By John H. Foote
Christmas for film critics is how I like to describe the Toronto International Film Festival (TIFF) though in fact it is so much more. Along with the festivals in Venice and Telluride, happening as we speak, this is the official beginning of awards season in the film industry, as the studios roll out the films they will champion for major film awards. Winning top prizes at the festivals is one thing, they hope to go on to win critics awards, Golden Globes and the most coveted prize, that golden man named Oscar. If there is a downside to awards season it is that it does go on too long, and by Oscar night we have a pretty good idea who is winning the awards, making the final night rather anti-climatic.
The upside, of course, is the films, the performances, the achievements in directing, cinematography, editing, sound, and writing. THE FILMS!!!!!!!
Here are my “most hopefuls” coming to the screens during TIFF. Some will go on to Oscar glory, some will crash and burn, but all will provide a unique excitement that happens nowhere else but here at TIFF. The eyes of Hollywood are on Toronto for ten days.
10. A BEAUTIFUL DAY IN THE NEIGHBOURHOOD
Marielle Heller is back at Tiff with this film about the children’s entertainer and educator Mr. Rogers portrayed by two time Academy Award winner Tom Hanks. Heller guided Melissa McCarthy to a Best Actress nomination last year in Can You Ever Forgive Me?, and Hanks just might nab his first nomination since Cast Away (2000)! It seems impossible that Hanks was not nominated for Road to Perdition (2002), Captain Phillips (2013), Saving Mr. Banks (2013), Bridge of Spies (2015) and Sully (2016) but the Academy, after loving him through the nineties, seem to have forgotten about him. If he is as good as the trailer suggests he just might find himself back in the race looking for Oscar number three.
9. MOTHERLESS BROOKLYN
Oscar nominee Edward Norton, who should have won for his searing neo-Nazi in American History X (1998) directs his second film, twenty years after the first, portraying a private investigator stricken with Tourette’s syndrome, a series of tics and outburst that are often jibberish. Out to solve the murder of his mentor, he finds nothing but obstacle after obstacle in his path, further made difficult by his Tourette’s because no one really takes him seriously. But beneath the outbursts and strange physical tics is a sharp mind slowly putting together the puzzle which will reach to the higher echelons of the city. Set in the fifties, the film possesses the look of a noir, and with the cast assembled will no doubt be an acting showcase, especially for Norton one of the finest actors working in movies. Bruce Willis has a supporting role said to be exceptional.
Kasi Lemmons directed and co-wrote this long overdue, long-awaited biography a slave turned abolitionist Harriet Tubman, portrayed in this film by Cynthia Erivo. After escaping slavery in the American South, Tubman became a warrior, helping hundreds of escaped slaves to freedom using the infamous Underground Railroad. Joe Alwyn co-stars with Janelle Monae, each giving the film further credibility, though Erivo is more than enough. Lemmons, best known perhaps as the best friend to Clarice Starling in The Silence of the Lambs (1991) had huge success with Eve’s Bayou (1997) more than twenty years ago at TIFF. If this film hits all the marks, it could be a major player come Oscar season. The Academy has proven time and time again how much they adore historical drama, and here they have one that solves two diversity issues, women and African American history.
7. WESTERN STARS
Springsteen. That name means rock and roll, well to his legions of fans it does. Count me among them. Bruce Springsteen is the greatest poet in rock and roll history, a blue-collar son, who sees the world as we see it, yet has the talent to write songs about it. Those songs have become ballads about us, anthems for us, rock and roll that means something, that speaks to generations about life, about America and what it means to be America, what it means to be alive. Springsteen co-directed this film which explores the creation of his new album Western Stars and deals with his evolution as an artist, always striving to go further than he has before, fearless to try new things. The film explores the creation of the new album while playing with an orchestra in a one-hundred-year-old barn for close friends, his new music, which again, reveals a piece of his soul. If there is a greater rock and roll artist, I do not know of them. He is music.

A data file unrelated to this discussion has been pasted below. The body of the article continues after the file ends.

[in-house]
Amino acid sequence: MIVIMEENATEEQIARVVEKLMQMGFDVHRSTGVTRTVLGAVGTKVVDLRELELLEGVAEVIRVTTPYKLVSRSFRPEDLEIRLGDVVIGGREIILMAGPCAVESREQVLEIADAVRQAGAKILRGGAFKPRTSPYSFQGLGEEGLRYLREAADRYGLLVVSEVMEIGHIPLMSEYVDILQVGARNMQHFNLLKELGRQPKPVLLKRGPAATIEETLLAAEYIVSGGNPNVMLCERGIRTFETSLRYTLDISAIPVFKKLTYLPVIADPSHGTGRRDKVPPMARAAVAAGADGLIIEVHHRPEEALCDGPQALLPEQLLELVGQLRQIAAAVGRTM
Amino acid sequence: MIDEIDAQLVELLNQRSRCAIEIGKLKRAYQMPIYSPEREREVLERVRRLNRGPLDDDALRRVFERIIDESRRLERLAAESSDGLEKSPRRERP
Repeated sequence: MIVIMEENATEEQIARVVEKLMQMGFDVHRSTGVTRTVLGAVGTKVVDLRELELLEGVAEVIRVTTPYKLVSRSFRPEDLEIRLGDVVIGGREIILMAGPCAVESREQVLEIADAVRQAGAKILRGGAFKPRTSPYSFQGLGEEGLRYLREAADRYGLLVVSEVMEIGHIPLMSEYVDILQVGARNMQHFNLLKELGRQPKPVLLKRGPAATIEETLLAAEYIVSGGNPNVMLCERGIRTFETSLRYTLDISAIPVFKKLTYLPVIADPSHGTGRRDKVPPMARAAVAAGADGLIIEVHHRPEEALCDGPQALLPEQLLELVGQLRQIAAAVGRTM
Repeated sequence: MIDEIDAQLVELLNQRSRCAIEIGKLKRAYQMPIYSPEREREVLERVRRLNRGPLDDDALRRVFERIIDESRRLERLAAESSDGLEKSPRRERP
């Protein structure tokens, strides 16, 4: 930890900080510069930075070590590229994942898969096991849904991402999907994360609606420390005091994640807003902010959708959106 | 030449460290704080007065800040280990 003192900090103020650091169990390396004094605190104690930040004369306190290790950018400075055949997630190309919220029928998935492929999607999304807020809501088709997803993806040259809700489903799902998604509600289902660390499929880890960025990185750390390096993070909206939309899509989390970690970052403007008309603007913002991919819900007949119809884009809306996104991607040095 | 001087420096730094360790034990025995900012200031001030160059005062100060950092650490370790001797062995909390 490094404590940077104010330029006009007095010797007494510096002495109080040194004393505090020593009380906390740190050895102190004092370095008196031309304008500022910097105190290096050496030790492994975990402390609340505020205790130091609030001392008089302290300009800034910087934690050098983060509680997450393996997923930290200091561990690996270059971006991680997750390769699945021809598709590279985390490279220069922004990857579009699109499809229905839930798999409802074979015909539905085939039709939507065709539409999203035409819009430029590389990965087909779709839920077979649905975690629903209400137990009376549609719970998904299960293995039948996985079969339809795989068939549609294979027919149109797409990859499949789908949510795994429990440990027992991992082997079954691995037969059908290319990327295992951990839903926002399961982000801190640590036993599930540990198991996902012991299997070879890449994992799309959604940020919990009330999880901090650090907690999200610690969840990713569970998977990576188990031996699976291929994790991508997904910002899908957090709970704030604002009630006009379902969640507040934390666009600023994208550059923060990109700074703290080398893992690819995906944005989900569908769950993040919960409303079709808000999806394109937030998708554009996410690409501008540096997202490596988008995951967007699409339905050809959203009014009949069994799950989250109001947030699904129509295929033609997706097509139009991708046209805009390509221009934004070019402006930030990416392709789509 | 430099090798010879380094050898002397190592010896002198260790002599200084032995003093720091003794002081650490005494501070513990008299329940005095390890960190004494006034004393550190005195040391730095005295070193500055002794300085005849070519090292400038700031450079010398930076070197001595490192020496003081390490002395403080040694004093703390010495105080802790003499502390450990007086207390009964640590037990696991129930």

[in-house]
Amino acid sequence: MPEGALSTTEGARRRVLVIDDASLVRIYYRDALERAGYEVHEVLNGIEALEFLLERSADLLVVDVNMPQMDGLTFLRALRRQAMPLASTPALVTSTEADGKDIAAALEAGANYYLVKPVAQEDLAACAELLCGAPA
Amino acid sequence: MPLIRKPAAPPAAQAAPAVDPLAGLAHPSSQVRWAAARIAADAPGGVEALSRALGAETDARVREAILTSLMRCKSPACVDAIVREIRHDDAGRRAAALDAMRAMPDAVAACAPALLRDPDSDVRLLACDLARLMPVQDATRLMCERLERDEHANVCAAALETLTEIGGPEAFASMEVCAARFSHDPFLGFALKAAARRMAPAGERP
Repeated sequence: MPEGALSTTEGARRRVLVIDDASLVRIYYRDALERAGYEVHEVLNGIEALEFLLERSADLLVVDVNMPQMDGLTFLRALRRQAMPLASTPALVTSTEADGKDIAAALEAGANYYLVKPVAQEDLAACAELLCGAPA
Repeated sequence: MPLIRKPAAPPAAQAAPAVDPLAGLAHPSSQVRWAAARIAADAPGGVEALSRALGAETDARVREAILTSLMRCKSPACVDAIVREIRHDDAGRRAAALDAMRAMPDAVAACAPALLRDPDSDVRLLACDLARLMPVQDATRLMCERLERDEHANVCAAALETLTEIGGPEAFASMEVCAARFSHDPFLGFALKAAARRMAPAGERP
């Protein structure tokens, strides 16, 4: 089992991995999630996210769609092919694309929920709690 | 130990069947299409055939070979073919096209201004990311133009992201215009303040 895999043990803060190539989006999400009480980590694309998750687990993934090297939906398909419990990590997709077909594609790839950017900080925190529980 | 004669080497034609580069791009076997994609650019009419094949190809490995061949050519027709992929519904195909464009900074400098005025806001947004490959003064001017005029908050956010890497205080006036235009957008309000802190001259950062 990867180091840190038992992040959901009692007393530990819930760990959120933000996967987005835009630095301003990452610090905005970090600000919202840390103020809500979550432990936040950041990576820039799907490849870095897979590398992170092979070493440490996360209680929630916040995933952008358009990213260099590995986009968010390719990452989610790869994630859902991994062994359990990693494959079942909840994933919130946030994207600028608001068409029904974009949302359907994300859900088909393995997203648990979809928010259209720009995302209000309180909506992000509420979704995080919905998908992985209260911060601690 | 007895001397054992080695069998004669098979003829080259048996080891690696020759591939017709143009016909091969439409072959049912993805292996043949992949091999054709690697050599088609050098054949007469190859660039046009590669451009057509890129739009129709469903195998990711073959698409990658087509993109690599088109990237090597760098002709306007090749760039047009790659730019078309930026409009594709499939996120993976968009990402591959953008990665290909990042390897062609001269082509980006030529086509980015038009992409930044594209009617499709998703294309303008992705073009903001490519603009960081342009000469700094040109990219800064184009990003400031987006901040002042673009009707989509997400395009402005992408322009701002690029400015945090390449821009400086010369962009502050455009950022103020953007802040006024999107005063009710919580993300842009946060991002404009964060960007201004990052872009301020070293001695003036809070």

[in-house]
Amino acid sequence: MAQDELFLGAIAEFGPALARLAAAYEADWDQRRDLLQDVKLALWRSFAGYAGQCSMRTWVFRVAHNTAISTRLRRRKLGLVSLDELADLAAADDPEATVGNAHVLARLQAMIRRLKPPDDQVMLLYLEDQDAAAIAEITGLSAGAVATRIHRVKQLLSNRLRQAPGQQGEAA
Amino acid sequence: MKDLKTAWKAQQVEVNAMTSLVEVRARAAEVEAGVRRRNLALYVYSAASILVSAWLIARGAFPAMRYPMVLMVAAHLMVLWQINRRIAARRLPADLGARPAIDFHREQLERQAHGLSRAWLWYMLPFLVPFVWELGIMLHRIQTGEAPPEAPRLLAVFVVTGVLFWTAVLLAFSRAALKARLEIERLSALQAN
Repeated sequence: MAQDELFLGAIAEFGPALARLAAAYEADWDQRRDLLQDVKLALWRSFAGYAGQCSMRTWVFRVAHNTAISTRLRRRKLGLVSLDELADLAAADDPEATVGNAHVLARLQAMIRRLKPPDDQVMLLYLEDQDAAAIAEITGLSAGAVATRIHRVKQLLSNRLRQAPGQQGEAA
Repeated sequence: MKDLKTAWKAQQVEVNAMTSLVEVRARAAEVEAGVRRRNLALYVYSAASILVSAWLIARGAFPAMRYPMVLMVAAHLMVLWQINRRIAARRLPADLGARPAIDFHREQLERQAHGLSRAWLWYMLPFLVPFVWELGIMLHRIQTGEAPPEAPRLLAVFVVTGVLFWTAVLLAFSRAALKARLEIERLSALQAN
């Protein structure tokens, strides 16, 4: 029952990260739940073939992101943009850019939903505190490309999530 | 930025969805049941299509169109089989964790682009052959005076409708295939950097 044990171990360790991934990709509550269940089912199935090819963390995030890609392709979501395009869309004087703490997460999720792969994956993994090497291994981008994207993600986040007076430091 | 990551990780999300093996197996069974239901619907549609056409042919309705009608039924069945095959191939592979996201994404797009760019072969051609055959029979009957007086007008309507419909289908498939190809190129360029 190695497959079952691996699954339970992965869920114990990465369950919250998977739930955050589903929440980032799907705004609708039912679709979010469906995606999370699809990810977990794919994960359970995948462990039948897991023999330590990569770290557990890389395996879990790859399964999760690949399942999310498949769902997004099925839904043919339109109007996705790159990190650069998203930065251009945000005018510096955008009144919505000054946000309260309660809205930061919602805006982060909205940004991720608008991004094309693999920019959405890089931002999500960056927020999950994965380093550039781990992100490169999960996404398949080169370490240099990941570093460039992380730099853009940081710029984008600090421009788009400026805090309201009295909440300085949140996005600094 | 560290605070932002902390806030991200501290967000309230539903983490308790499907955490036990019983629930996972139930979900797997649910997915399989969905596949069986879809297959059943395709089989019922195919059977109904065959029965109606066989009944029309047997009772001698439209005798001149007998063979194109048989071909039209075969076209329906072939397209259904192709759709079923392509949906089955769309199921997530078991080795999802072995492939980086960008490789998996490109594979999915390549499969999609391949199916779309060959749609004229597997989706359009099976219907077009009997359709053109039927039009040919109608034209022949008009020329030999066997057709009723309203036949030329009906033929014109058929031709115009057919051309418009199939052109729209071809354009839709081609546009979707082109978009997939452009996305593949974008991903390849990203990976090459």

6. THE LAUNDROMAT
Based loosely on the book Secrecy World, which explored the investigations and revealing of the Panama Papers, no one knew what to expect until the trailer dropped last week. Remember the criminally underrated The Informant (2009) with Matt Damon in one of his best performances as a compulsive lying businessman playing games with the FBI? That film had a bouncy, jaunty feel to it, and Steven Soderbergh has given his new picture that sort of feel. Meryl Streep is Ellen Martin, a woman who loses everything and goes to try and find out why digging deep into the world of high finance and swindling and money laundering. With Streep you just expect genius and that is likely what we will get, she and Soderbergh should be a force to be reckoned with. Add Gary Oldman, Jeffrey Wright, Sharon Stone, Antonio Banderas, James Cromwell, and The Big Bang Theory‘s Melissa Rauch and we might have a bonafide hit. Despite an Oscar for Best Director for Traffic (2000) in a year that saw him also nominated for Erin Brockovich (2000), Soderbergh still feels a well-kept secret.
After six years out of the movies, Renee Zellweger returns in this biography which explores the last year in the life of icon Judy Garland. Rundown by to much work, too many pills to get her to sleep and bring her up, Garland is clearly a wreck until there is a microphone in her hands at which point she comes alive to sing. Think what you want of her, the lady was born to sing, and when she does, her soul comes alive. Imagine having to capture that on film? Apparently Zellweger does just that and if she is as great as they are saying, she will be among the final five come Oscar night. Doing her own singing, looking uncannily like Garland, can she surpass the performance Judy Davis gave for television as Garland? Some Venice critics stated the film is weak, but Zellweger elevates it to something very special with her miraculous performance. We will see.
4. JO JO RABBIT